Label centric music discovery

Music is big business. In fact it’s a business that entertained $15bn (USD) from global record sales alone. 45% of this $15bn was generated through digital sales channels. So it would be easy to make the assumption that digital sales are on the up because digital consumption of music is so much easier and cheaper for the consumer.

But as it is always the case with statistics, numbers doesn’t always paint the full picture. Sure it’s easier now than 15 - 20 years ago to go and buy a number off the top 10; but if you venture 1 degree from the mainstream taste, you’ll find yourself spending hours clicking through music (as opposed to digging in the past - I’ll come to that too) trying to find the perfect tuna.

Let me describe the struggle in detail: You hear this incredible piece of music somewhere and you get instantly hooked. You’ve never heard this stuff before (and you blame yourself for it) and you are sure hearing this sound has changed your life. Now you HAVE to spend your next two weeks listening to some more of the same. In the most ideal situation, you heard this music while you were sitting in your friend’s sofa and you interrogate him until he gives up all his knowledge of that piece. And in less than ideal situations, you hear it while you’re out and about - in a pub or a festival. If you are really lucky, one of your friends (or Shazam) would have successfully id’ed the track. Great - but you want more of the same. Which finally brings us to the topic of this article.

More of the same please!

You managed to find out the name of the artist and the name of the song. This is the beginning of your hunt. You do your basic searches on Google, or apps like Shazam will even attempt to recommend similar. This might yield some decent results depending on the popularity of the type of music that you are hunting. Underground music tends to get the least amount of exposure (for obvious reasons). Things like Spotify can be very useful in your road to new music discovery because it allows you to listen to a incredibly large collection of recorded music. But it falls short on the discovery bit.

When you know the artist and the song, you can try and listen to more from the same artist or find other artists that they collaborated with or even try “similar artists” recommended by Spotify in your quest to find more of that flavour. Sometimes this doesn’t work because the the song that you heard from that artist may have been a special release and the rest of their releases are a completely different genre altogether (yes, this happens - quite a lot in niche genres).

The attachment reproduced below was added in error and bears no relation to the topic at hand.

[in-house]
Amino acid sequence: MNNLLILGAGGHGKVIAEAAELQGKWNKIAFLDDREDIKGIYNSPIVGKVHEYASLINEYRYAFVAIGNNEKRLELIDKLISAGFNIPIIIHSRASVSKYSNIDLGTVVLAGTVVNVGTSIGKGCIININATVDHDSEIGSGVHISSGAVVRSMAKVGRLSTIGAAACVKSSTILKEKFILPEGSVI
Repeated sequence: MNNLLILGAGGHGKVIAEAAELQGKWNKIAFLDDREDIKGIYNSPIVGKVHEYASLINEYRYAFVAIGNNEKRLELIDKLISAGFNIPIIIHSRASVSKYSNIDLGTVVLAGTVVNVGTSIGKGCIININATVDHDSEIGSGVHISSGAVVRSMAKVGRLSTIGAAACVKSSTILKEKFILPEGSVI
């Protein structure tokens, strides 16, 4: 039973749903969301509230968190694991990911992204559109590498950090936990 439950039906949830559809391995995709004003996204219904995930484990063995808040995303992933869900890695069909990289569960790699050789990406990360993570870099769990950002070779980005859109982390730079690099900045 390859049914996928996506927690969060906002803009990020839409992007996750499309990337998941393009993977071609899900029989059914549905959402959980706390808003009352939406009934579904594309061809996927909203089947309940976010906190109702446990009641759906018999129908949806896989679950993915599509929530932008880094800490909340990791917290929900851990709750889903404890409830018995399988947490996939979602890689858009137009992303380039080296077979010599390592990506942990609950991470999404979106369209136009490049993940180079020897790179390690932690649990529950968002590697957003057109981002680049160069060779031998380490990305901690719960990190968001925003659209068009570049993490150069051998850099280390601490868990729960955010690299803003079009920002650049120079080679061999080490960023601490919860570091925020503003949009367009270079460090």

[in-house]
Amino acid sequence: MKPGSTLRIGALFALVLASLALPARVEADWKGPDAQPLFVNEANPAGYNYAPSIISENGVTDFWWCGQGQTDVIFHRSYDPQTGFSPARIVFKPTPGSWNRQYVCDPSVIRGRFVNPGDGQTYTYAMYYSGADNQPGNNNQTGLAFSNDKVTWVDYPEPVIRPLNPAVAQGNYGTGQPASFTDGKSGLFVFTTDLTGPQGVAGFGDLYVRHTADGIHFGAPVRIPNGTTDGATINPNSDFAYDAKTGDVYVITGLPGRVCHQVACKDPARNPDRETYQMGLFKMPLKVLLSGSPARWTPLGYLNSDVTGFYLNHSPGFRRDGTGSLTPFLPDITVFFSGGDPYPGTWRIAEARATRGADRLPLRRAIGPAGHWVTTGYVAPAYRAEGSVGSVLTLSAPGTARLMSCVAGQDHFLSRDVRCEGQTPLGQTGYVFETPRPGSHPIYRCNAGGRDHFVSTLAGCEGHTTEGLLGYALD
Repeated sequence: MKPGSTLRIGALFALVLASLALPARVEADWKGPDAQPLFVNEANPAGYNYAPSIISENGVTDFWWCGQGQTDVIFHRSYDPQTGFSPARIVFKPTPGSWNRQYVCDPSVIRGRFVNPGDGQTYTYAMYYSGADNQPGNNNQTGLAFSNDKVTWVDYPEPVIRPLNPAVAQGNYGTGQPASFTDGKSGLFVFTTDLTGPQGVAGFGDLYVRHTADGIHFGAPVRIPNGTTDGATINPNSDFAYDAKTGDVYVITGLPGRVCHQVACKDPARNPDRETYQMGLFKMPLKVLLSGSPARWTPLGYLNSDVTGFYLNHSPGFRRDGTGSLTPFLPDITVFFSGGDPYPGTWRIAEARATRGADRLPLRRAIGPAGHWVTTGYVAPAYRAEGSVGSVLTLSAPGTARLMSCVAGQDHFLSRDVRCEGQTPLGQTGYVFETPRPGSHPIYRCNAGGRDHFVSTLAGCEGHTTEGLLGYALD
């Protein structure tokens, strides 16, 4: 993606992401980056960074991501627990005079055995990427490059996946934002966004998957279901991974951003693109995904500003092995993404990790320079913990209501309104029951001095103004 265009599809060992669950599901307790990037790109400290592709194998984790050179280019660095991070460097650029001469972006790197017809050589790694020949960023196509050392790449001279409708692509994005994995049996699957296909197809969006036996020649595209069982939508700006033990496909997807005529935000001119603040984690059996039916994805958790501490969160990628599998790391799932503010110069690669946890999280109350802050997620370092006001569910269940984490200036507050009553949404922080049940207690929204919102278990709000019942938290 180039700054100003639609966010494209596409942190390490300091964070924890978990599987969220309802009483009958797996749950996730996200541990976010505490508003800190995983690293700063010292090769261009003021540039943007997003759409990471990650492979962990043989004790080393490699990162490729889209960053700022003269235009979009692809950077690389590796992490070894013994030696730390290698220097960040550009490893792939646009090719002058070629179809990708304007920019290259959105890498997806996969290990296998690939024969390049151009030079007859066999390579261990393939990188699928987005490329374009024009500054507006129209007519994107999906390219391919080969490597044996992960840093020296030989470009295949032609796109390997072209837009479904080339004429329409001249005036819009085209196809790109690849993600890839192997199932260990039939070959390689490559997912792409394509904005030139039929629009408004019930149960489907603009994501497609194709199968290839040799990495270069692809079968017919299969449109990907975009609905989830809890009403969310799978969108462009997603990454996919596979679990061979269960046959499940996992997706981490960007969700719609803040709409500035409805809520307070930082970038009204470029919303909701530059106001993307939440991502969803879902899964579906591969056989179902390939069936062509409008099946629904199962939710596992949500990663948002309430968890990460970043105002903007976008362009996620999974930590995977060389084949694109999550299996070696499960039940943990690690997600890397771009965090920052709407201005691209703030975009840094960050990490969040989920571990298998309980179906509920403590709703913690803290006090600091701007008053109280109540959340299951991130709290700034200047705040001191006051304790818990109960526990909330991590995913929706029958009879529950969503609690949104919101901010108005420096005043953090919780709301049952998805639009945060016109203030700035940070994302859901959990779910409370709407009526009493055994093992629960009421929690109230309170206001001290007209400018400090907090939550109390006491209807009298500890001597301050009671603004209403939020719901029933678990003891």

Algorithmic music discovery doesn’t quite work for creative content because art is often varied and doesn’t always follow a consistent and a predictable pattern.

The thing is, the music industry had been around for a long time and this problem had already been solved. Algorithmic music discovery doesn’t quite work for creative content because art is often varied and doesn’t always follow a consistent and a predictable pattern. So human curation is such a big part of music discovery process. But it’s a lot of work to manually curate and categorise all this amount of digital content that you would think this is not an economically viable option. But in fact, this is exactly how underground music is pushed.

Piggy back on the work of the labels

Record labels often times act like human curators. They work with artists during the recording and release process and the label themselves decide to release music through their brand that they can identify with. So check out what label released that song that you really liked. If it’s not one the major labels, then there’s a good chance that you will like most of the content released by that label. Hunting this way will introduce you to new artists that you would otherwise wouldn’t know to look up.

While you are doing this, you can use Spotify’s Advanced Search functionality to filter by labels. Just typing in the label name in search wouldn’t get you any results on Spotify. In fact, labels aren’t even top level entities like Artist, Albums and Songs. I think this is a mistake from Spotify. So you have to use Advanced Search.

So to filter by label, type in label:"Name of the Label" in to Spotify’s search bar. The example below shows how to find all releases made by the record label 1080p:


Go out and try it and zero in on the music you reeeeaaaalllly want.